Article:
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It is indicative of the character of Dr Mark Griffin, aspiring actor and filmmaker, that his primary reaction to winning the Budweiser Dream Job competition earlier this year was one of responsibility. While he was understandably shocked and delighted upon learning that he had secured the significant €45,000 prize fund to pursue his artistic ambitions, he quickly realised that he needed to make the most of the opportunity.
“The exposure was phenomenal, and it has caused me to put a bit of pressure on myself to accelerate my output just to make the most of it this year,” Dr Griffin told the Medical Independent (MI).
“They fund you for the year and the best way to use it would be to do all you can in the year. But the way I look at it is, I don’t want this year to be a flash-in-the-pan and then in three years go back to square one. I’m trying to use it as a platform.”
Such drive and ambition are no doubt among the main reasons that Dr Griffin, who originally comes from Co Clare, was selected by judges to be one of the finalists for the competition and secured 7,500 votes on social media to win first place. Rather than being an end-point in itself, the competition was designed to help provide those with aspirations of an artistic career with the financial backing to make their ambitions a reality.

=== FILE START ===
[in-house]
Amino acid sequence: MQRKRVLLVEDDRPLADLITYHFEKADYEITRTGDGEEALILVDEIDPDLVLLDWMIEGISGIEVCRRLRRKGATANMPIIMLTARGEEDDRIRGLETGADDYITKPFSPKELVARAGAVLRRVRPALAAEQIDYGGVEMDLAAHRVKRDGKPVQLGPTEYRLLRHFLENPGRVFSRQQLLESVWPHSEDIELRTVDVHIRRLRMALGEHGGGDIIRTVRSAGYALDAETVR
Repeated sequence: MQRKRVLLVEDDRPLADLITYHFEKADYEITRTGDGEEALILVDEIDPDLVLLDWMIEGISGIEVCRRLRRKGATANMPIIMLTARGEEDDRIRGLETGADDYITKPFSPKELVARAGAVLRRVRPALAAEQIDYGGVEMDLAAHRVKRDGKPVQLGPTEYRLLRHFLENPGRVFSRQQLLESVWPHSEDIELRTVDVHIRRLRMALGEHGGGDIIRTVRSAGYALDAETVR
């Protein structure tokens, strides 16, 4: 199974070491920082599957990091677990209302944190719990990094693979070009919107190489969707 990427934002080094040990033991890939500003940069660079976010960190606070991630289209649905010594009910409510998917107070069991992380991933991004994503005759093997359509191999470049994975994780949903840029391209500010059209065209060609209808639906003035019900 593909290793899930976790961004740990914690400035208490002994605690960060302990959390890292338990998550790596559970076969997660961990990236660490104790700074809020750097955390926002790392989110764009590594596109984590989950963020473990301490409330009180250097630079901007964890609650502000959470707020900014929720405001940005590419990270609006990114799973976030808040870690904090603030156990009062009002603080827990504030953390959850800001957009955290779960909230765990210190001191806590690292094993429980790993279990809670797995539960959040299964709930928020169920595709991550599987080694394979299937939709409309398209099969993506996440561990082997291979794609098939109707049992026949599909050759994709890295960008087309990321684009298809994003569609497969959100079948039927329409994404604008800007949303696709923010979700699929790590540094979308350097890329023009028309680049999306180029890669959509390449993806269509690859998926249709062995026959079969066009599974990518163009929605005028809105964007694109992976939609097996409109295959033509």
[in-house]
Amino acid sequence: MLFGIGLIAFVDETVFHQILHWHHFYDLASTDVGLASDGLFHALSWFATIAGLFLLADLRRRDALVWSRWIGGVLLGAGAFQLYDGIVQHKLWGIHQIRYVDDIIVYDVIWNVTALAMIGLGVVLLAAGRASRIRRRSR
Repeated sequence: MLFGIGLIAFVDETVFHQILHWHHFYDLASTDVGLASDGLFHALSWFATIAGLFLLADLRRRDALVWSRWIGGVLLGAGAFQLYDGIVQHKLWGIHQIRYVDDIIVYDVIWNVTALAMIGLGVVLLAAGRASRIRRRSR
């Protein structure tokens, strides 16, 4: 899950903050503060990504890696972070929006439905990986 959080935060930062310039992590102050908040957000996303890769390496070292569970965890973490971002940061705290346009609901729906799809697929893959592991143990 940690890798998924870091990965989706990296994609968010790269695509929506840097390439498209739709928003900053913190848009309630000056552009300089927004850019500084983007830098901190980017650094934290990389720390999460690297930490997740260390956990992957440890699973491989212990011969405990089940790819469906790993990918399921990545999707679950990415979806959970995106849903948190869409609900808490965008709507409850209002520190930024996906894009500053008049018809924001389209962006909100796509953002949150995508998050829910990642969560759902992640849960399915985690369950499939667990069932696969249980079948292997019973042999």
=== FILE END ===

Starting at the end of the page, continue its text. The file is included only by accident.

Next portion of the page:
Dr Mark Griffin
The prize for winning the competition is broken down as follows: A cash fund of €40,000; a €5,000 bursary to purchase equipment; and three expert mentoring sessions relevant to the winner’s dream job. The mentoring sessions from people within the film industry are almost as important as winning the funding for Dr Griffin, whose ambition to be successful as a filmmaker is matched by a determination to learn all there is to know about the craft.
“Another thing with the Budweiser prize is that it is in their interests that I do well. Any films that I do make will hopefully be shown to the right people and hopefully will get the right amount of backing,” he says.